French police find bomb material in car park
Police discovered bomb-making material and firearms in a garage in a Parisian suburb while investigating suspected radical Islamists, the Paris prosecutor said Wednesday. A dozen people were arrested in an anti-terrorist raid over the weekend.
French anti-terrorist police have found bomb-making materials and weapons while investigating a suspected radical Islamist network, Paris prosecutor Francois Molins said on Wednesday.
Molins said a dozen suspects rounded up in raids across France over the weekend would be held for a further 24 hours after the discovery of chemicals that could be used to make explosives at a garage, in a Paris suburb, which belongs to one of the suspects.
"Dangerous terror netork'
“We are clearly confronted with an extremely dangerous terror network,” Molins said in a statement to the media. “It is essential to extend their stay in custody.”
Investigators searched lock-up garages in the town of Torcy, near Paris, overnight after an anti-terror raid on Saturday ended with police shooting dead Islamist suspect Jérémie Louis-Sidney, who has been linked to a grenade attack on a Jewish supermarket last month.
Louis-Sidney died in a hail of bullets on Saturday after opening fire on police as they stormed his apartment in Strasbourg, north-eastern France.
Molins said on Saturday that all the arrested suspects were French and recent converts to Islam.
Four of the men involved in the raid had written wills, while one was carrying a loaded gun when arrested.
Molins said a shotgun, a revolver, bags of potassium nitrate, sulphur and a pressure cooker were discovered at a garage used by the suspect, at whose home police said they had also found a list of Jewish groups in the Paris area.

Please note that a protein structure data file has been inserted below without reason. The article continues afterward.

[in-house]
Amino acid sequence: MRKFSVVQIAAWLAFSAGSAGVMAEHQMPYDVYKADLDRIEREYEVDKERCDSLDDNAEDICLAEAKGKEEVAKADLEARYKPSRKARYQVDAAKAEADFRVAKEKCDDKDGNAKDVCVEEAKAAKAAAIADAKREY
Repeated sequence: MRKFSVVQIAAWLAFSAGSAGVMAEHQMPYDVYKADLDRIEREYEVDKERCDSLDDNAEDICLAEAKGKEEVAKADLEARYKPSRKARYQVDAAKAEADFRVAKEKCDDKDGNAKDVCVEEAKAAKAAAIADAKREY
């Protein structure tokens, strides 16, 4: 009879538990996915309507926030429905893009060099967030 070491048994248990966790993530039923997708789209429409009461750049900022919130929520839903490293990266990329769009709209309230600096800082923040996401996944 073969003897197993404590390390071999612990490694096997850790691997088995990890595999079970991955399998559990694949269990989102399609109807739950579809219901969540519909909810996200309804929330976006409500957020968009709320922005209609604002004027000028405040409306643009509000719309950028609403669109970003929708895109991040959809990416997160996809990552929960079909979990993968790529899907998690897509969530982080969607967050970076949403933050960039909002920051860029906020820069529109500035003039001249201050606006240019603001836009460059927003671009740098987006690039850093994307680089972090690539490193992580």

“These are all products used to make what we call improvised explosives,” he said.
Fear in the Jewish community
France’s Jewish community has been on edge after a series of attacks in recent months.
These have ranged from death threats against the chief rabbi of Lyon, to an attack – with a hammer and iron bars - on three young Jewish men.
In the worst incident, three Jewish children and a rabbi were among seven people shot dead in the southern city of Toulouse in March by al-Qaeda-inspired gunman Mohammed Mehra.
Last week, the French government said the terrorist threat remained high as it presented legislation that would allow allow police to arrest those believed to have been involved in terrorism-related activity outside French borders.
FRANCE 24 correspondent Florence Villeminot, speaking from the Paris prosecutors office on Wednesday, said that “this idea of home-grown terrorists” was “really worrying a lot of people here in France.”
Molins said the detention of the dozen suspects could be extended again by a further six days if necessary. Detention pending charges in France normally lasts no longer than four days.
(FRANCE 24 with wires)